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    Always try on your jeans before buying. Once you've made this mistake once, you'll never make it twice: always try on jeans before you pay for them. Even a pair of jeans that looks perfect on paper may not fit comfortably once you actually try them on. One reason for this is that different manufacturers use different standards for their sizes — some designers can even differ from the "actual" measurements by a matter of inches. In addition, some materials (especially elastics, etc.) feel more comfortable to wear tightly than others. For these reasons, you'll never want to buy a pair of jeans just because they seem like they'll probably fit you without making sure.
    • If you're shopping online, trying pants on before you buy them is unfortunately impossible. In this case, you may want to read customer feedback and reviews to get a sense for how the pants fit (e.g., whether they're unusually tight in the thighs, sit low on the waist, etc.) You may also want to consider buying from retailers with generous return policies for online sales so that, if worst comes to worst, you can get your money back and buy a different size.
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    Keep in mind that jeans stretch slightly. Unless they shrink in the wash, most pairs of jeans are at their tightest the first time you wear them. With the stresses from repeated wearing, most jeans loosen up slightly over time, becoming more comfortable to wear (Some people call this process "breaking in" a pair of jeans.) This may affect your purchase — if a pair of jeans feels just ever-so-slightly too tight when you try them on, you may be able to get away with wearing them in the long run.
    • Some tailors even recommend buying jeans that are 1/2 inch (about 1.25 centimeters) too small for you so that they will fit perfectly once they're broken in.[4] Note, however, that this is somewhat dependent on the quality of the material.
    • Keep in mind also that different brands of jeans almost always fit and stretch slightly differently. One online fashion source ranks common jean brands as follows (from tightest to loosest):[5]
      H&M, Calvin Klein, Alfani, Gap, Haggar, Dockers, Old Navy
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    Consider having your pants tailored. Not happy with the fit of your jeans? By enlisting the services of a professional tailoring service, you can make sure that your jeans fit just right. There are two ways to do this: by visiting a tailor's shop in person with your jeans or by using an online made-to-order jean seller (like for instance,[6] The former option is virtually guaranteed to get you the correct fit, while the latter is more convenient but is susceptible to your own measurement errors as well as the manufacturer's.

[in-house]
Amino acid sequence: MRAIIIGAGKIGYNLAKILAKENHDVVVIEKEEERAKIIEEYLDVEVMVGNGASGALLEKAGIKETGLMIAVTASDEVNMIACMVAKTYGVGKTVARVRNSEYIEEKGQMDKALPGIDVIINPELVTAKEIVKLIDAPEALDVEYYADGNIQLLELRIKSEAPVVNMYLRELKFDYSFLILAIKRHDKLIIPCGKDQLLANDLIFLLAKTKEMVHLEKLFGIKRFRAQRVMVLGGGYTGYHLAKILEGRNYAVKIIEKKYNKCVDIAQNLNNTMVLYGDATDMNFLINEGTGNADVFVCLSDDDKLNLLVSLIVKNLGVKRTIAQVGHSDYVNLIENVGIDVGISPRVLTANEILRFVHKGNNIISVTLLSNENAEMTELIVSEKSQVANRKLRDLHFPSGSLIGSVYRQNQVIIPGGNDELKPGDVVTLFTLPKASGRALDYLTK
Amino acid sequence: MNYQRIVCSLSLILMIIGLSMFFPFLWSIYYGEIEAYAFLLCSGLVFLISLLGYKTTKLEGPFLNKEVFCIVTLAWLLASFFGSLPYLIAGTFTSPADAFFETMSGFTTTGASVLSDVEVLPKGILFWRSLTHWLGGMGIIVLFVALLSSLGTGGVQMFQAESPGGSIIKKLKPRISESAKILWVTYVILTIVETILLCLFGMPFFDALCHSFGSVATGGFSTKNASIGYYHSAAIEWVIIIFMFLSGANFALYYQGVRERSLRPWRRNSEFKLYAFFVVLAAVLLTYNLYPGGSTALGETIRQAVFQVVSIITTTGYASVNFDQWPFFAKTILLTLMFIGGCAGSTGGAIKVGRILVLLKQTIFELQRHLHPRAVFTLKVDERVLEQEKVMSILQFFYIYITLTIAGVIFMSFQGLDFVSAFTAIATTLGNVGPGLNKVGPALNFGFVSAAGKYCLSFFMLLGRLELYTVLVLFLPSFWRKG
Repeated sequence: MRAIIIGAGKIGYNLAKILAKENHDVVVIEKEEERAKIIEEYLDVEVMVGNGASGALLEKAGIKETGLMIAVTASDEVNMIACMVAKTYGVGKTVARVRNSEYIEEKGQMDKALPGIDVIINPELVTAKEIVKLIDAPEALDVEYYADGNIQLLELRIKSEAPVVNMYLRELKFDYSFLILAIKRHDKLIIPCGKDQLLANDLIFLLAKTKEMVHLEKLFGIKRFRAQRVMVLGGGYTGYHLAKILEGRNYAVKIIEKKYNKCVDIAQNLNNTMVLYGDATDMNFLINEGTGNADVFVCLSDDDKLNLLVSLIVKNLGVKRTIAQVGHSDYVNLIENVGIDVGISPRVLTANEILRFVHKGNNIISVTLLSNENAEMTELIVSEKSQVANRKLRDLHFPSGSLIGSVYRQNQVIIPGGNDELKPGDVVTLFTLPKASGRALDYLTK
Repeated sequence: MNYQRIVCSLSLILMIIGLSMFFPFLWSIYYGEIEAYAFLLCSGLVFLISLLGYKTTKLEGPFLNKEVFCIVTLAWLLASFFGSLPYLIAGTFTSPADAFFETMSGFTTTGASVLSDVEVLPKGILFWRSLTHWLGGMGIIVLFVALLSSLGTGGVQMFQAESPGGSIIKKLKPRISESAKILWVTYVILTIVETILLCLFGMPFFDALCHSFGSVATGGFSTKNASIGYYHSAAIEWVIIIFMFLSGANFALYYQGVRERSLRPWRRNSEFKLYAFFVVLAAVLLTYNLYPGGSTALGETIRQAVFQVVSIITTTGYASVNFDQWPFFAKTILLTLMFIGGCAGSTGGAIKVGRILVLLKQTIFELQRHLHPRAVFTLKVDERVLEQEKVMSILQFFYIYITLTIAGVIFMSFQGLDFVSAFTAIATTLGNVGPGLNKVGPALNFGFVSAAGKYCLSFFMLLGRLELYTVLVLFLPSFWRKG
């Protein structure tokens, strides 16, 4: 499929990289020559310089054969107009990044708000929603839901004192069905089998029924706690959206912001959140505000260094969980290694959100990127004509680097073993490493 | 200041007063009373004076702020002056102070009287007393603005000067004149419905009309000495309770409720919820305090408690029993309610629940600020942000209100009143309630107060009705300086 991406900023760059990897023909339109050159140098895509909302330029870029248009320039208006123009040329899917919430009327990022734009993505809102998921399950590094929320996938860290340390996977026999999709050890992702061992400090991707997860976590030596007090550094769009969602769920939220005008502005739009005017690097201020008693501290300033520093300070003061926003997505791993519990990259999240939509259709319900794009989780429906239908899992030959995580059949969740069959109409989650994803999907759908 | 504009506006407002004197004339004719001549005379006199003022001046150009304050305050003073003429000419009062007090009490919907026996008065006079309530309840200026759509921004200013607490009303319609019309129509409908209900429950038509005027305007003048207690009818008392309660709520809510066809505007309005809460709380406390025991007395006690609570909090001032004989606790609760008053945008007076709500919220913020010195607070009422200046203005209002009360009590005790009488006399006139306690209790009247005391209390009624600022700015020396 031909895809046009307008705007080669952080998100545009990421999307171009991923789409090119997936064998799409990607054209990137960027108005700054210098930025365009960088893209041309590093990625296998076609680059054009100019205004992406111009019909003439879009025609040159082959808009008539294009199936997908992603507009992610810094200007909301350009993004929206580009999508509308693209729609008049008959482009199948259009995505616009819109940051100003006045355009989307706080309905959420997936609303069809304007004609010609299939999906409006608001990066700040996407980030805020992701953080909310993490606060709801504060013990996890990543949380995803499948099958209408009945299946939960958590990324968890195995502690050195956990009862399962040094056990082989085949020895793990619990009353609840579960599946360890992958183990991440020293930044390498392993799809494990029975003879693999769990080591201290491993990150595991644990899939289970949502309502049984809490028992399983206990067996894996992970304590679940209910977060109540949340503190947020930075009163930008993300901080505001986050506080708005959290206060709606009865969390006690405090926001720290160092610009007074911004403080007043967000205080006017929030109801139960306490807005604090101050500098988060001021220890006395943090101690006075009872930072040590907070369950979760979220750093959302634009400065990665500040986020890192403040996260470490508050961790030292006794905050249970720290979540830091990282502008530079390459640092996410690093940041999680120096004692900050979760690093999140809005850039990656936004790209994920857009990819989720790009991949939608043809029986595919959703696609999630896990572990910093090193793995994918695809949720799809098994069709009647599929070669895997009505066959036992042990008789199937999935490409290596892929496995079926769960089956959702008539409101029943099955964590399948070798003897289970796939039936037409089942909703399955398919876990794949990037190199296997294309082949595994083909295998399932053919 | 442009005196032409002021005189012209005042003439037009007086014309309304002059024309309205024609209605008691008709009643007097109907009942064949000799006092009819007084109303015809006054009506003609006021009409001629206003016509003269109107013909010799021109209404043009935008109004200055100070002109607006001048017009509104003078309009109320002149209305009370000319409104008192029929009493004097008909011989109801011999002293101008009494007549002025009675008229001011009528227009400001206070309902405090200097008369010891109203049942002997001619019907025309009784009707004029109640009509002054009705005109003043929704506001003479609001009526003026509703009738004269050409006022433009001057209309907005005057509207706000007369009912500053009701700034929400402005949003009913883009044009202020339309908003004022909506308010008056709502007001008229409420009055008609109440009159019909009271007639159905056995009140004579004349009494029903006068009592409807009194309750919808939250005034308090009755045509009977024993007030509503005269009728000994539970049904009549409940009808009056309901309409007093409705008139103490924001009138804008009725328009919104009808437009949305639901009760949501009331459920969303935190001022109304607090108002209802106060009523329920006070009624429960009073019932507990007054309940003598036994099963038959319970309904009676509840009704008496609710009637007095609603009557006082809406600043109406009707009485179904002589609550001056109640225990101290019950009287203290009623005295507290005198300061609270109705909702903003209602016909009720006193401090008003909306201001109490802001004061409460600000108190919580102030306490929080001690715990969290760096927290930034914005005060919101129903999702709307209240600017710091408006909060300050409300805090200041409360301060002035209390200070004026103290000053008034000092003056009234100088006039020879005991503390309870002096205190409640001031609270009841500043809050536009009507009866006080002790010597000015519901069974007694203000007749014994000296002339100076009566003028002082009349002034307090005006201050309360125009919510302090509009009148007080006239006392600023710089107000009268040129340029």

• Jeans weren't traditionally the sort of garment that would usually be brought to the tailor, but you don't need to worry about bringing your jeans in for tailoring today — designer jeans can easily cost hundreds of dollars, so it's best to make sure they fit.[7]
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    When in doubt, use a size chart. Jean sizes — especially for women — are notoriously difficult to get just right. If you need help figuring out exactly which pair of jeans is best for you, try consulting a jean size chart (you can find a good one for women here and a good one for men here.)[8][9]
    • To use a size chart, find your measurements on the chart, then read across to the left to determine which size you need. For example, using the first chart suggested above, if we had about a 31 inch waist, a 43 inch hip, and a 25 inch thigh measurement, we'd be about right for a size 14 pair of jeans.


  • Always try jeans on before purchasing them. Not all brands size the same way, and there is always the possibility of discrepancies in sizing from one brand to the next.
  • In addition, note that some brands use "vanity sizing," especially around the waist. In other words, a pair of jeans with a 35 inch waist may be marked a 33 or 34 to make the wearer feel better about his or her jean size.[10]
  • Some Jeans shrink when you wash them and stretch after you've had them on for a while. Your perfectly-fitting jeans might be uncomfortably tight after washing, but if you can squeeze into them, you should be able to breathe normally within a few hours!
  • See also How to Unshrink Clothes

Things You'll Need

  • Flexible tape measure
  • Your favorite pair of jeans
  • Sizing chart

Article Info

Categories: Jeans